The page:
This might be Mladen's biggest achievement here: despite the freakishness of the "Porno Gang" performers and the inclusion of a wild variety of extreme actions (accompanied by extreme images) these characters still manage to grow on you. In the second half of the movie when the "Porno Gang" starts to lose members you know each and every one of them and... well, you sort-of miss them when they're gone. For me it speaks volumes that, days after seeing the film, I'm able to read the castlist on IMDB without a single picture attached and still can remember the face of each and every character on that list, and also what happened to that person throughout the movie.

It helps that the acting is uniformly good. Mladen Djordjevic toyed with the idea of using the real porn actors featured in "Made In Serbia", but quickly that idea was discarded because (according to what he said during the Q&A) those people could
A: not act well enough for the dramatic parts of the film and
B: were extremely unreliable.
Real actors and film students were used instead and it shows, with a standout performance for Mihajlo Jovanovic who plays Marko. His character in the movie is charismatic and good-looking, but also arrogant, unbelievably full of himself and comically pretentious about everything he does with the "Porno Gang".  

Things go right? It's because of his brilliance. Things go wrong? The world is not ready yet for his radical visions.

This logic means that Marko in his own mind never fails, and it forms a trap from which escape is almost impossible. And Mihajlo Jovanovic shows that, yet you always see a nagging self-doubt lurking not far behind. Jovanovic truly gives a magnificent performance here.

Still, before you think this is a comedy-drama for the masses, do consider that things get dirty and rough in this movie. VERY dirty and rough. And instead of confronting you with extreme images right away, Djordjevic eases you in slowly. The first pornographic material in the film is pretty softcore, with people always standing in the way of the action, like a grubbier version of the US cut of "Eyes Wide Shut" (or "Austin Powers", for that matter). But then, suddenly: BAM! A hardcore insert of half a second, gone before it properly registered, undoubtedly leftovers from Mladen's earlier porn doc. At the screening I attended you could see the whole audience going "HUH??". And more follow. Things later get pretty gruesome too, so be warned.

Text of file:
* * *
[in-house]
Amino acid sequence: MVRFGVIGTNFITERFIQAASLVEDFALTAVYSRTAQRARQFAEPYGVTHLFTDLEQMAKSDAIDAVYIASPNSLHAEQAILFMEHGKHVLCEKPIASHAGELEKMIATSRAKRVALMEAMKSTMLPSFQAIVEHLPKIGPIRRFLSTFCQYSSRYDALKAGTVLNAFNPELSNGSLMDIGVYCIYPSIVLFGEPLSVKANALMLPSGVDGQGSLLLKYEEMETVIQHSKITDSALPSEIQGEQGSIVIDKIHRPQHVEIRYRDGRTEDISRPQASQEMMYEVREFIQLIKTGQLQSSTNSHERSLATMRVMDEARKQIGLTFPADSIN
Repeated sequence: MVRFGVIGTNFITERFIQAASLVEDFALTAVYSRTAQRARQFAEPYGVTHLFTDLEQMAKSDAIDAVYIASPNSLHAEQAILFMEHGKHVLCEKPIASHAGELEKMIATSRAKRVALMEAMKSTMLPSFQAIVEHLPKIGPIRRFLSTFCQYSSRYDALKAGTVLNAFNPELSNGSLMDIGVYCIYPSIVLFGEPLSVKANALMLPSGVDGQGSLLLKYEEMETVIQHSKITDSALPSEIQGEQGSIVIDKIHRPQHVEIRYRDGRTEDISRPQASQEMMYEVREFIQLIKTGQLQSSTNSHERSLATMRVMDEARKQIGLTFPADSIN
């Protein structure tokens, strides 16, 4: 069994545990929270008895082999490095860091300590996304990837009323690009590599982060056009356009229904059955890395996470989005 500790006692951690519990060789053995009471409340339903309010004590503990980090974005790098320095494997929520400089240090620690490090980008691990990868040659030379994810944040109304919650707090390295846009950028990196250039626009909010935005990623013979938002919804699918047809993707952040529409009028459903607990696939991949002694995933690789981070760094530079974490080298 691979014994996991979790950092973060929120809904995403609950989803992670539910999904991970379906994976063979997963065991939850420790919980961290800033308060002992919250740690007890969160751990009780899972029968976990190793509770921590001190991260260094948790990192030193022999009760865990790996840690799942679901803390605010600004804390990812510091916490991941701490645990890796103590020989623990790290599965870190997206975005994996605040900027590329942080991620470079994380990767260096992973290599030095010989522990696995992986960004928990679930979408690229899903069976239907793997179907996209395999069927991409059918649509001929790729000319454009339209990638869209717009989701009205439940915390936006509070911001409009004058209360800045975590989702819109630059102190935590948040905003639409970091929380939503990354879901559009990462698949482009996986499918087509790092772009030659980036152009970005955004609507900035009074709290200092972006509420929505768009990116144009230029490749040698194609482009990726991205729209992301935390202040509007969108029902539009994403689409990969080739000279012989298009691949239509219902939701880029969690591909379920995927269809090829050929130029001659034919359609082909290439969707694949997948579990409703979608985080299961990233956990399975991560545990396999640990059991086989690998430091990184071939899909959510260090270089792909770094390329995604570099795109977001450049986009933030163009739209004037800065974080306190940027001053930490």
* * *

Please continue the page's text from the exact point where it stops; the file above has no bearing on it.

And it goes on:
But the thing is, the images do support a story. In the film you also see (or hear) eyewitness accounts of terrible atrocities performed during Serbia's recent genocidal civil wars, and it's almost as if Mladen Djordjevic dares you to become outraged at the sex and violence in his film, while it is so obviously peanuts when compared to what actually happened in the background. And he is also quick to point out that Western media were almost insatiable for shocking material coming from the Yugoslavian wars.

In the end "Life and Death of a Porno Gang" comes together impressively and fulfills most of its ambitions (unless I missed some). It's funny, it's shocking, and it makes you think without hammering its message home.

   
Conclusion:
This could so easily have been an easy shockfest full of extreme sex and extreme violence, cheaply shot by a couple of hicks just for the hell of it. But it isn't. This is a very well-made clever bit of filmmaking which features a multi-layered story, fine acting by all involved and some biting satire aimed both at Serbia and the rest of the world.

Not for the squeamish (although I cannot imagine this will come as a surprise) but nevertheless highly recommended.

Audiences in Amsterdam apparently thought the same thing, and rated the film 7.1 out of 10, which (let's face it) is pretty damn high for a film with hardcore inserts.